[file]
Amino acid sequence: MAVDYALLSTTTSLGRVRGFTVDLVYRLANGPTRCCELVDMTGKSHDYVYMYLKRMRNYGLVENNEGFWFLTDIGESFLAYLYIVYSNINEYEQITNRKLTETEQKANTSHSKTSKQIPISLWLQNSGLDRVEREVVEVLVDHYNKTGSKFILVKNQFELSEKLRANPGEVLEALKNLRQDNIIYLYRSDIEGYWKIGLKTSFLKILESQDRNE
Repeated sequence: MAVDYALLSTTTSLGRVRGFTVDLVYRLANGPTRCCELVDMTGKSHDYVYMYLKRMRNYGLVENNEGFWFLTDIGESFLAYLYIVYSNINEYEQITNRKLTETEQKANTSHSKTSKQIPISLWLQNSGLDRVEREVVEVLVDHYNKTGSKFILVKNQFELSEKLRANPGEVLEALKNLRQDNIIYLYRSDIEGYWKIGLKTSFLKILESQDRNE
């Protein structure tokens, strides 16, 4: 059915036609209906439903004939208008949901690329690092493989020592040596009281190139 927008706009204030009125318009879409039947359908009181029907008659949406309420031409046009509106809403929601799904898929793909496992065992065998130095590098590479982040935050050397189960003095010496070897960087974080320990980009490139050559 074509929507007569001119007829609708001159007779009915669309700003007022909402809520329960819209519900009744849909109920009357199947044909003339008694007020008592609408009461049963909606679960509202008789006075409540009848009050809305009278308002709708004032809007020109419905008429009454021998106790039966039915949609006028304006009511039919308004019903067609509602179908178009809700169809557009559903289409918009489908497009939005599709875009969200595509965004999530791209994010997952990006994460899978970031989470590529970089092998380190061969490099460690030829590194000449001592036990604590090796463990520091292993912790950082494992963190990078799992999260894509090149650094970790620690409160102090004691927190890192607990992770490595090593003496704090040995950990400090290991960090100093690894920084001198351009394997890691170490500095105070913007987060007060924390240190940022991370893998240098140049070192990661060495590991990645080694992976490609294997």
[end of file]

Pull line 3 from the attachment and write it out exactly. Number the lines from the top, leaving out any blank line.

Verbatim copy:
């Protein structure tokens, strides 16, 4: 059915036609209906439903004939208008949901690329690092493989020592040596009281190139 927008706009204030009125318009879409039947359908009181029907008659949406309420031409046009509106809403929601799904898929793909496992065992065998130095590098590479982040935050050397189960003095010496070897960087974080320990980009490139050559 074509929507007569001119007829609708001159007779009915669309700003007022909402809520329960819209519900009744849909109920009357199947044909003339008694007020008592609408009461049963909606679960509202008789006075409540009848009050809305009278308002709708004032809007020109419905008429009454021998106790039966039915949609006028304006009511039919308004019903067609509602179908178009809700169809557009559903289409918009489908497009939005599709875009969200595509965004999530791209994010997952990006994460899978970031989470590529970089092998380190061969490099460690030829590194000449001592036990604590090796463990520091292993912790950082494992963190990078799992999260894509090149650094970790620690409160102090004691927190890192607990992770490595090593003496704090040995950990400090290991960090100093690894920084001198351009394997890691170490500095105070913007987060007060924390240190940022991370893998240098140049070192990661060495590991990645080694992976490609294997």